You’re pregnant! Now that you’ve received the wonderful news, one of the first questions you’ll want to know is “When is the baby due?” There are several key dates at the beginning of your pregnancy that can help you calculate your due date, including the first day of your last menstrual period and the date of conception. But sometimes at the beginning of pregnancy all of the timing seems a little bit confusing. So here’s a quick rundown on how the calculations are made.
It is not always easy to calculate when conception occurred, especially if the pregnancy was not planned. Women who have regular periods every 28 days have an easier time figuring out their conception dates, because they tend to ovulate around day 14 of their cycles. Women with irregular periods do not always know when ovulation occurs, making it harder to pinpoint the exact date of conception.
- Mark your calendar when you start your period so you will have a reference point from which to start. Do this every month in order to record a pattern of how long your cycles are.
- Listen to your body’s signals to know when ovulation is imminent. Some women feel an ache in their lower backs where the ovaries are and have increased cervical mucus during ovulation. Note the date of these signs on your calendar.
- Use ovulation predictor kits to have a good idea when ovulation occurs. The surge of the LH hormone that you see on the dipstick (either a line or a digital readout) will alert you to this fact. If pregnancy occurs during this cycle, you will know it had to happen during one of the LH-surge days.
- Visit one of the many pregnancy calculator websites that exist. When you plug in your due date, the computer can calculate your conception date by counting backwards. The calculators tend to base their dates on a 28-day cycle, so it may be slightly off if your cycles are longer or shorter.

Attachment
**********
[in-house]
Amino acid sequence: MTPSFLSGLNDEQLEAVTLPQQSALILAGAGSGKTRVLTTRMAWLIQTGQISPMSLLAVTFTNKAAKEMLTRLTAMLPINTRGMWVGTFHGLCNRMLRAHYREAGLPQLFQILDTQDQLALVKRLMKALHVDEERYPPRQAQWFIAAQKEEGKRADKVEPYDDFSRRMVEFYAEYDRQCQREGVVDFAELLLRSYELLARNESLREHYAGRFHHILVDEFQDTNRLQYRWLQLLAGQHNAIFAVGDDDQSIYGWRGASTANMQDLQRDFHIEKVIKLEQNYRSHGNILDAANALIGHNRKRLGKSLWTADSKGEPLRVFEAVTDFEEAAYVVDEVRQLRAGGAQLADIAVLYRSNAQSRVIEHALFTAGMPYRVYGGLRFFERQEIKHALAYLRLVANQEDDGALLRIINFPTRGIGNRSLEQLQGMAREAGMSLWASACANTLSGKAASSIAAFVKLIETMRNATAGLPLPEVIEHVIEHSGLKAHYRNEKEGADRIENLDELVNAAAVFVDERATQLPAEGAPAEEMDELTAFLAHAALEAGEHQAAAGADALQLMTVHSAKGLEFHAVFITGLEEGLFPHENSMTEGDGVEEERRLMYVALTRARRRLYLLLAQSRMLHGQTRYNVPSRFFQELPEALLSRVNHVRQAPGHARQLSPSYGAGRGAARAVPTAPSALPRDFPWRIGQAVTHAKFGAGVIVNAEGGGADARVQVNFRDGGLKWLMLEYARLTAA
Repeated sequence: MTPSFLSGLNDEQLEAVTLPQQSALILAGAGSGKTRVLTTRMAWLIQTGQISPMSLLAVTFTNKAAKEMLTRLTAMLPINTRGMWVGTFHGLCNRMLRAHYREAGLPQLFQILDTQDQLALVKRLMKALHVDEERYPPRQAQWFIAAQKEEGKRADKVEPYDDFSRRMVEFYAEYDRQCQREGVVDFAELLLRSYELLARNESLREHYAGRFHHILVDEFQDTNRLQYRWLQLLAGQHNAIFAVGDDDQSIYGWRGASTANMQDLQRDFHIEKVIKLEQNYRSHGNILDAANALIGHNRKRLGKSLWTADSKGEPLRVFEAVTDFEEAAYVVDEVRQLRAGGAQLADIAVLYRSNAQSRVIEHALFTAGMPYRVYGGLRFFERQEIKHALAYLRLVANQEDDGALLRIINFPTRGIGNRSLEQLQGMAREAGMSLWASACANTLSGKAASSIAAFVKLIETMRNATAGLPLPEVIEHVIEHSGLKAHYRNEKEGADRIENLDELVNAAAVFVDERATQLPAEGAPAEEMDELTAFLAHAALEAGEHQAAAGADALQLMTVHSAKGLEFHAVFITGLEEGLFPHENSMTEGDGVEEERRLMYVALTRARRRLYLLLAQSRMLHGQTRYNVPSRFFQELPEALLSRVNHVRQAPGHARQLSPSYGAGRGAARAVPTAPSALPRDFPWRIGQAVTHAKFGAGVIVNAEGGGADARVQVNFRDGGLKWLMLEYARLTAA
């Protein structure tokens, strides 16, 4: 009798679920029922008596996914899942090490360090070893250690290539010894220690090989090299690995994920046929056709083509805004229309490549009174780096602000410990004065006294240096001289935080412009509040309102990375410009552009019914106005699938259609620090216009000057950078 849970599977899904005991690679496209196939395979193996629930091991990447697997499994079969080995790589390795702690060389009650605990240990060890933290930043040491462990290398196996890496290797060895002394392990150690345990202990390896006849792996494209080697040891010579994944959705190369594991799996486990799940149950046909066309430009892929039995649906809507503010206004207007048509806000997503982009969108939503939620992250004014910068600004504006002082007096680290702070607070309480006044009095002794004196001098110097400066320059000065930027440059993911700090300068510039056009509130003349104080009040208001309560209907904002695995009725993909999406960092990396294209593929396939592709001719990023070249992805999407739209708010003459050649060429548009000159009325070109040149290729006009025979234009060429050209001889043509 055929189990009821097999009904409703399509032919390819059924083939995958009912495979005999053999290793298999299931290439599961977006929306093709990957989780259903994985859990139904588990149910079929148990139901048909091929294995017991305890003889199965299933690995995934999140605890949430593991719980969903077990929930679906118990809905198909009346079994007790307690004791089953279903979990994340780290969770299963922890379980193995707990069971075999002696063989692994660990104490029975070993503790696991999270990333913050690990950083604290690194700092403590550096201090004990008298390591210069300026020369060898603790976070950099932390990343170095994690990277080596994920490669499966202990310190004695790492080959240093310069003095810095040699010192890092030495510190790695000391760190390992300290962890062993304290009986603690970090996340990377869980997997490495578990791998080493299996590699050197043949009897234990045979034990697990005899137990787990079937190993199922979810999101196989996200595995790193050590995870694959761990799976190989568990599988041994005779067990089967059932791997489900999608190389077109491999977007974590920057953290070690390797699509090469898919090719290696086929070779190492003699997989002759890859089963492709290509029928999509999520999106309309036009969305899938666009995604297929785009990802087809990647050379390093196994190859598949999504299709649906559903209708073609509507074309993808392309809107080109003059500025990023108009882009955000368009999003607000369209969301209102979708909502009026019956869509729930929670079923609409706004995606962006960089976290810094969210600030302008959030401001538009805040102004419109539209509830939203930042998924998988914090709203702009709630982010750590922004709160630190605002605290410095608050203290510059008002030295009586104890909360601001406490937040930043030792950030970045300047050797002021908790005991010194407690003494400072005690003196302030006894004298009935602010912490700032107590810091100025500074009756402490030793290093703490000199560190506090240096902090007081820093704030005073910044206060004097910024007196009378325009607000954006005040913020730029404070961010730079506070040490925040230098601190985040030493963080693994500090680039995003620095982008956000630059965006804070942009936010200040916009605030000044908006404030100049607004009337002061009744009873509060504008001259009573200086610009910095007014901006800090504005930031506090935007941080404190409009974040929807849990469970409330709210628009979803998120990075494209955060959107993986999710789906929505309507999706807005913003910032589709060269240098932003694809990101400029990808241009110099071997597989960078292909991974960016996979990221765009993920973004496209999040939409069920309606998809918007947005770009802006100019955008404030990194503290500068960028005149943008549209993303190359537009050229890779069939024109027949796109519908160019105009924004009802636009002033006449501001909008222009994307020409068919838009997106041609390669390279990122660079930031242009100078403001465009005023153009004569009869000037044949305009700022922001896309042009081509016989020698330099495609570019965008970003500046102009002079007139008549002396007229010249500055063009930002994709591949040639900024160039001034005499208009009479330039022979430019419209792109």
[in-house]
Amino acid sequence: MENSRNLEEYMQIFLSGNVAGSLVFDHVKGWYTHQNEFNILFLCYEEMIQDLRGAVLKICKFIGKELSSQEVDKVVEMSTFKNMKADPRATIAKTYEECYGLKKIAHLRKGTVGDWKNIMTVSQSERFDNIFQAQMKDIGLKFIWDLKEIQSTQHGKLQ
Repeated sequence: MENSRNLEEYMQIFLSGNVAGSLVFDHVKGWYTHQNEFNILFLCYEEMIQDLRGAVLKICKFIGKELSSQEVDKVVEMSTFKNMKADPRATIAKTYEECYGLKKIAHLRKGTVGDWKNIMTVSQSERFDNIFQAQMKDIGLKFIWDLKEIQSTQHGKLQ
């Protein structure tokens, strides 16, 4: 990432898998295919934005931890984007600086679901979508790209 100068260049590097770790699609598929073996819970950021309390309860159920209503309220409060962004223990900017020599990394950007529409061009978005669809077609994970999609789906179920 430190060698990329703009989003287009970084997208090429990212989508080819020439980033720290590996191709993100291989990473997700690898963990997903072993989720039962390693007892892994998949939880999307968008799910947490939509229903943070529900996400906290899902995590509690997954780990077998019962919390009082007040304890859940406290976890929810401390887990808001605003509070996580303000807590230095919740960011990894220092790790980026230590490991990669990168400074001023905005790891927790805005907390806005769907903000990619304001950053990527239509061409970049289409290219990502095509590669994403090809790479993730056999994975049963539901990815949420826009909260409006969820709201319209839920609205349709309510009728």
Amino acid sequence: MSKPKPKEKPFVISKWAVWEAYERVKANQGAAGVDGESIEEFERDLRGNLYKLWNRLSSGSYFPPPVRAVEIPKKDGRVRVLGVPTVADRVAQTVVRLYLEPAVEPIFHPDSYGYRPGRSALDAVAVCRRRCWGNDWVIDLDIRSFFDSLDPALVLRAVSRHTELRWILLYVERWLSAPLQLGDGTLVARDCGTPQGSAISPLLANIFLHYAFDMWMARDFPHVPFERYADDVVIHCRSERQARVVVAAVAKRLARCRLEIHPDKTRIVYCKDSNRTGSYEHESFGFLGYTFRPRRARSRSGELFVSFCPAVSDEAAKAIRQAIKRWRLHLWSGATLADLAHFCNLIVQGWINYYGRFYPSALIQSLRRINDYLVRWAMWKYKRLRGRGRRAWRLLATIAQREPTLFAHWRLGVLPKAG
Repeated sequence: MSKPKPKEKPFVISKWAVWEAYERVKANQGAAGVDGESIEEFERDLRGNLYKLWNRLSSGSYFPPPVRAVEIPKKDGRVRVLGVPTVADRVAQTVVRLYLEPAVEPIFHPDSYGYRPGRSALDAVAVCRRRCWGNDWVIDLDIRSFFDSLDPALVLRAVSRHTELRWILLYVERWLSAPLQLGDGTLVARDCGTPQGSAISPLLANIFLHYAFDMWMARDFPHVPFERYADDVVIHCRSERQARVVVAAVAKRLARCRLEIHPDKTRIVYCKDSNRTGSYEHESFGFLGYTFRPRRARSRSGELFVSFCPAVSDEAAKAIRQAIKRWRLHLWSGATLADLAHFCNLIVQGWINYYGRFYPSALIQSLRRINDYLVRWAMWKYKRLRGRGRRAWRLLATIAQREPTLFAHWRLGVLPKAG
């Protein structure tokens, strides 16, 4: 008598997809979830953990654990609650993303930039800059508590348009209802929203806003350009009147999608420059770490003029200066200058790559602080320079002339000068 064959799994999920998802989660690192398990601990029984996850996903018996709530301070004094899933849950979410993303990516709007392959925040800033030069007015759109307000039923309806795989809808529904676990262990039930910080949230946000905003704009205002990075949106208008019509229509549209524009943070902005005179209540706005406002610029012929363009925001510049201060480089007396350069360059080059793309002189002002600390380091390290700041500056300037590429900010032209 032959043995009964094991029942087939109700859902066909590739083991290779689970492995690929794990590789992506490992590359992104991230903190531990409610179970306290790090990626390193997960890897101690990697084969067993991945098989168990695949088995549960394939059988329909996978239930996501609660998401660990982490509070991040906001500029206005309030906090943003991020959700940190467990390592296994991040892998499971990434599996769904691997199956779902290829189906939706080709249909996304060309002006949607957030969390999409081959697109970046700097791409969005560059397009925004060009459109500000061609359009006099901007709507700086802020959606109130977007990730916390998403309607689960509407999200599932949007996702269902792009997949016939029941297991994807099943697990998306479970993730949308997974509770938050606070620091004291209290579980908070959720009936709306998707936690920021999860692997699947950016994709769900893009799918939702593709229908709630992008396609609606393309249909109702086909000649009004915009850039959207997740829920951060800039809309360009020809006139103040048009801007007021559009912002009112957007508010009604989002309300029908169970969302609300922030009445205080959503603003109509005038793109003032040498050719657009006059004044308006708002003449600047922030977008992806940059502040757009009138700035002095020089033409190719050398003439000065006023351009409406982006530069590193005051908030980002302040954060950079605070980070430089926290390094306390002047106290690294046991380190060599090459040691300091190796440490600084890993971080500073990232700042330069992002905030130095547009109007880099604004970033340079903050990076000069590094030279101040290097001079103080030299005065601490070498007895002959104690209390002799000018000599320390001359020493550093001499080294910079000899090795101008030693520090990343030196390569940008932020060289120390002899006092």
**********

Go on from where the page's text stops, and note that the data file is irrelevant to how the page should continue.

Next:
- Have an ultrasound done to measure the age of your baby. As early as 5 weeks, ultrasounds can accurately date a pregnancy and allow you to calculate the date of conception. Ultrasounds are especially helpful if you do not keep track of your periods and have an unplanned pregnancy.
Alternatively, if you already have the due date and you’re looking to pinpoint the date of conception (did it happen on that romantic getaway weekend?), you can use an online conception calculator, or you can take your due date and subtract 266 days. That reflects a total of 280 days for the pregnancy, minus 14 days for the first two weeks before you ovulated and conceived. Got that? Good, because now it’s time to focus on what’s really important – the healthy development of your new little one.